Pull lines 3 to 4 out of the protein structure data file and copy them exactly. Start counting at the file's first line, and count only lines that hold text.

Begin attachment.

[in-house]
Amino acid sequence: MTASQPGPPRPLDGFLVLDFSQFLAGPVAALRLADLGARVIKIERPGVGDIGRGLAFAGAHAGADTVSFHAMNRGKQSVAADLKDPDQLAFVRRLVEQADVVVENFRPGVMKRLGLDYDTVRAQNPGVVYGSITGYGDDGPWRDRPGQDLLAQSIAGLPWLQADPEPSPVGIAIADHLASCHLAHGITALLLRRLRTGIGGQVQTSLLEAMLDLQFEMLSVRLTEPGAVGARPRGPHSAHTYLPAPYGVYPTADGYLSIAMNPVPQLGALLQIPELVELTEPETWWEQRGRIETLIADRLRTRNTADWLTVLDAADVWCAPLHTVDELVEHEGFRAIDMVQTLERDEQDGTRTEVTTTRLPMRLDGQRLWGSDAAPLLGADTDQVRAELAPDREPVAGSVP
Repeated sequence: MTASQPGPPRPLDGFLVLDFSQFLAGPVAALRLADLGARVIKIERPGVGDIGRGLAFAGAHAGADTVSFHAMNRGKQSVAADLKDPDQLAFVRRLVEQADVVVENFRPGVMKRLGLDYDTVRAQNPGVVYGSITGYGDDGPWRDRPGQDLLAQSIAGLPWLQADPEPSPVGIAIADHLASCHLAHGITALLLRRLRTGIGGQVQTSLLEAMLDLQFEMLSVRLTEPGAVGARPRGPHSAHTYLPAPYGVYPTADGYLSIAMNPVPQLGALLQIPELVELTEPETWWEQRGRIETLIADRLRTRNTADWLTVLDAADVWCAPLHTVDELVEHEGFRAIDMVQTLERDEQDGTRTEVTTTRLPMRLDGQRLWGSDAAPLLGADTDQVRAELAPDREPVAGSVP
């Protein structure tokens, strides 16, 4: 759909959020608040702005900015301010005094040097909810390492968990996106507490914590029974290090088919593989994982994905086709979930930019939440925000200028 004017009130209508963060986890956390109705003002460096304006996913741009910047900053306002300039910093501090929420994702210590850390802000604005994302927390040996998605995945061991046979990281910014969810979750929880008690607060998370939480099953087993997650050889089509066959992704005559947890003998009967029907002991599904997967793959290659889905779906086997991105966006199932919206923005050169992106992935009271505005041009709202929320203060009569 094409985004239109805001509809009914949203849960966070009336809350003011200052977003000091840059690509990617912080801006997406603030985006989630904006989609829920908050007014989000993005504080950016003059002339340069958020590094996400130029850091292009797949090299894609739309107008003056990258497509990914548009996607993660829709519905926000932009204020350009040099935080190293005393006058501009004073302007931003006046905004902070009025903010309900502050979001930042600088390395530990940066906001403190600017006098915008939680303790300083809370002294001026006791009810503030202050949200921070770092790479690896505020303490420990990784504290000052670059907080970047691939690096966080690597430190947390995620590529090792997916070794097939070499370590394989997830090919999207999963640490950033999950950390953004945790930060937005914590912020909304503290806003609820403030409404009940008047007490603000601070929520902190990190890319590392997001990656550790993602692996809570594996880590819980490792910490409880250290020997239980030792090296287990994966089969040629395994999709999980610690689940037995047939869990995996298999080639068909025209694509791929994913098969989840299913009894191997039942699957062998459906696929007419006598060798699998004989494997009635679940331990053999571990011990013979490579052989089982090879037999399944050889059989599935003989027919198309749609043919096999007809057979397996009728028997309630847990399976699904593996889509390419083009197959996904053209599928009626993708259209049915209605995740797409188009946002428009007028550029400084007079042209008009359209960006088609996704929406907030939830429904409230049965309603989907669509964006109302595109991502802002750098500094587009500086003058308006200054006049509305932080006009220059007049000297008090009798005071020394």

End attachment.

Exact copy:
Repeated sequence: MTASQPGPPRPLDGFLVLDFSQFLAGPVAALRLADLGARVIKIERPGVGDIGRGLAFAGAHAGADTVSFHAMNRGKQSVAADLKDPDQLAFVRRLVEQADVVVENFRPGVMKRLGLDYDTVRAQNPGVVYGSITGYGDDGPWRDRPGQDLLAQSIAGLPWLQADPEPSPVGIAIADHLASCHLAHGITALLLRRLRTGIGGQVQTSLLEAMLDLQFEMLSVRLTEPGAVGARPRGPHSAHTYLPAPYGVYPTADGYLSIAMNPVPQLGALLQIPELVELTEPETWWEQRGRIETLIADRLRTRNTADWLTVLDAADVWCAPLHTVDELVEHEGFRAIDMVQTLERDEQDGTRTEVTTTRLPMRLDGQRLWGSDAAPLLGADTDQVRAELAPDREPVAGSVP
């Protein structure tokens, strides 16, 4: 759909959020608040702005900015301010005094040097909810390492968990996106507490914590029974290090088919593989994982994905086709979930930019939440925000200028 004017009130209508963060986890956390109705003002460096304006996913741009910047900053306002300039910093501090929420994702210590850390802000604005994302927390040996998605995945061991046979990281910014969810979750929880008690607060998370939480099953087993997650050889089509066959992704005559947890003998009967029907002991599904997967793959290659889905779906086997991105966006199932919206923005050169992106992935009271505005041009709202929320203060009569 094409985004239109805001509809009914949203849960966070009336809350003011200052977003000091840059690509990617912080801006997406603030985006989630904006989609829920908050007014989000993005504080950016003059002339340069958020590094996400130029850091292009797949090299894609739309107008003056990258497509990914548009996607993660829709519905926000932009204020350009040099935080190293005393006058501009004073302007931003006046905004902070009025903010309900502050979001930042600088390395530990940066906001403190600017006098915008939680303790300083809370002294001026006791009810503030202050949200921070770092790479690896505020303490420990990784504290000052670059907080970047691939690096966080690597430190947390995620590529090792997916070794097939070499370590394989997830090919999207999963640490950033999950950390953004945790930060937005914590912020909304503290806003609820403030409404009940008047007490603000601070929520902190990190890319590392997001990656550790993602692996809570594996880590819980490792910490409880250290020997239980030792090296287990994966089969040629395994999709999980610690689940037995047939869990995996298999080639068909025209694509791929994913098969989840299913009894191997039942699957062998459906696929007419006598060798699998004989494997009635679940331990053999571990011990013979490579052989089982090879037999399944050889059989599935003989027919198309749609043919096999007809057979397996009728028997309630847990399976699904593996889509390419083009197959996904053209599928009626993708259209049915209605995740797409188009946002428009007028550029400084007079042209008009359209960006088609996704929406907030939830429904409230049965309603989907669509964006109302595109991502802002750098500094587009500086003058308006200054006049509305932080006009220059007049000297008090009798005071020394």